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California sues five major oil companies for 'decades-long campaign of deception' about climate change

SANTA MONICA, CA - JULY 22, 2022 - - California Attorney General Rob Bonta during a press conference in Santa Monica on July 22, 2022. Bonta today announced the arrest of Don Azul in connection with an alleged years-long scheme to defraud families with relatives who served in the military, as well as the University of California (UC) and California State University (CSU) systems. (Genaro Molina / Los Angeles Times)
California Atty. Gen. Rob Bonta has filed a lawsuit against major oil companies for lying about climate change. (Genaro Molina / Los Angeles Times)

California is suing five of the largest oil and gas companies in the world, alleging that they engaged in a "decades-long campaign of deception" about climate change and the risks posed by fossil fuels that has forced the state to spend tens of billions of dollars to address environmental-related damages.

State Atty. Gen. Rob Bonta filed the lawsuit Friday in San Francisco County Superior Court alleging that Exxon Mobil, Shell, Chevron, ConocoPhillips, BP and the American Petroleum Institute have known since the 1950s that the burning of fossil fuels would warm the planet but instead of alerting the public about the dangers posed to the environment they chose to deny or downplay the effects.

“Oil and gas companies have privately known the truth for decades — that the burning of fossil fuels leads to climate change,” Bonta said in a statement, “but have fed us lies and mistruths to further their record breaking profits at the expense of our environment. Enough is enough.”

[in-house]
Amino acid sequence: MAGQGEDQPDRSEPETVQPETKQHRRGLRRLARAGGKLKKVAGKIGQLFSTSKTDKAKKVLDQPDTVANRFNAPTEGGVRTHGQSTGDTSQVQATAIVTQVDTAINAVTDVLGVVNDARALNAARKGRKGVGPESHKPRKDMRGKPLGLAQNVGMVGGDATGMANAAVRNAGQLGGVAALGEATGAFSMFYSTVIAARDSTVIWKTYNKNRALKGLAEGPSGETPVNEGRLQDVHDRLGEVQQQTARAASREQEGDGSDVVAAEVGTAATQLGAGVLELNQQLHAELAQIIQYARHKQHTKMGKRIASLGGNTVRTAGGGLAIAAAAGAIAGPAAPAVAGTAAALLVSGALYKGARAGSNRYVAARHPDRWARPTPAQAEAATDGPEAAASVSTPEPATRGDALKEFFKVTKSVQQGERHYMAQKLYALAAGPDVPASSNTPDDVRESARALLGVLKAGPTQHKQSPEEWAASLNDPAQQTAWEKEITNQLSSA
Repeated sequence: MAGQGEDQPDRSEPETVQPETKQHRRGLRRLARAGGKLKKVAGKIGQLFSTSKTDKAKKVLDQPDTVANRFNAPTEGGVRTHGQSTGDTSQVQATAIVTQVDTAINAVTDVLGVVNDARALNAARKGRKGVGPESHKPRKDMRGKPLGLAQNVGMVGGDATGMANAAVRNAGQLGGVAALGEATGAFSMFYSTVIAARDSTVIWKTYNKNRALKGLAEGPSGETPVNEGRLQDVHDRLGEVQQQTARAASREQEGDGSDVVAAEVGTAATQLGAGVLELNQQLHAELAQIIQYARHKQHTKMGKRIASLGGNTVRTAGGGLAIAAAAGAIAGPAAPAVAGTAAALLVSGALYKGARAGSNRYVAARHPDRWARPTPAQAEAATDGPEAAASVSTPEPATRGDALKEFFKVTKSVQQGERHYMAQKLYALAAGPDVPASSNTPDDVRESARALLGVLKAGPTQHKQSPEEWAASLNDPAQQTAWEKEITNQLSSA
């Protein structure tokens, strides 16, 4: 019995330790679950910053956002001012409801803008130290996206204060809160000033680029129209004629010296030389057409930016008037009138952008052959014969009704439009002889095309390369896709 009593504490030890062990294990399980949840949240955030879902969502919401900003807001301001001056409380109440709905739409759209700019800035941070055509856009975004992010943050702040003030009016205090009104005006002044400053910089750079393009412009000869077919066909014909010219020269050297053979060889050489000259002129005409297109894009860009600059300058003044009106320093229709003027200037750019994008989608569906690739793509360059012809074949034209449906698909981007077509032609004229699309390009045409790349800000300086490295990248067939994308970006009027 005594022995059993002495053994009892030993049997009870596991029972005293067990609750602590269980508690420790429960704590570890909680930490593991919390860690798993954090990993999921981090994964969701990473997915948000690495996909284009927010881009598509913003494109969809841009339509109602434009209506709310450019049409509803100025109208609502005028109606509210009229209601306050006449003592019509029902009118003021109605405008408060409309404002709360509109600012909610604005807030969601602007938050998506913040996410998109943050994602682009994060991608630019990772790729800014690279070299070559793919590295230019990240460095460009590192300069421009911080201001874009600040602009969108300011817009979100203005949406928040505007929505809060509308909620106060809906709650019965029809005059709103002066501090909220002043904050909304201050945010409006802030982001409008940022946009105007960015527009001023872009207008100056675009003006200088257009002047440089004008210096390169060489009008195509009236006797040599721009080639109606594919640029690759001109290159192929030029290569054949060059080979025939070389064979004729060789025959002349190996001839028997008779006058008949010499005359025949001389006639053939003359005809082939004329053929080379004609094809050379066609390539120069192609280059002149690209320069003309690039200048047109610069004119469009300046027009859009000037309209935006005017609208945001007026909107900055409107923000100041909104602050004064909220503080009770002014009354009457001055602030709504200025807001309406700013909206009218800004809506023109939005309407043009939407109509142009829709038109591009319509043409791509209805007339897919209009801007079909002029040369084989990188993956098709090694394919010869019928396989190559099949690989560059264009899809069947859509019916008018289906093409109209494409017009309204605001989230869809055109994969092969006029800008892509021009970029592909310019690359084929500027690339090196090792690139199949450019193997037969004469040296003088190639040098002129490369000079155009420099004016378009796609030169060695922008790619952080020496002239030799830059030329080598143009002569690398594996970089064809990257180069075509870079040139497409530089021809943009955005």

Several other states and dozens of municipalities, including cities and counties in California, have filed similar lawsuits in recent years.

“With our lawsuit, California becomes the largest geographic area and the largest economy to take these giant oil companies to court,” Bonta said. “From extreme heat to drought and water shortages, the climate crisis they have caused is undeniable. It is time they pay to abate the harm they have caused.”

Bonta is seeking to create a nuisance abatement fund to finance climate mitigation and adaptation efforts; injunctive relief to protect California’s natural resources from pollution, impairment and destruction; and to prevent the companies from making any further false or misleading statements about the contribution of fossil fuel combustion to climate change.

Attorneys for the oil companies could not immediately be reached for comment. But Chevron issued this statement early Sunday: "Climate change is a global problem that requires a coordinated international policy response, not piecemeal litigation for the benefit of lawyers and politicians."

A growing number of high-profile cases in state court helped pave the way for Bonta’s 135-page lawsuit to hold oil and gas companies financially responsible for their role in climate change and marketing products they know cause injury.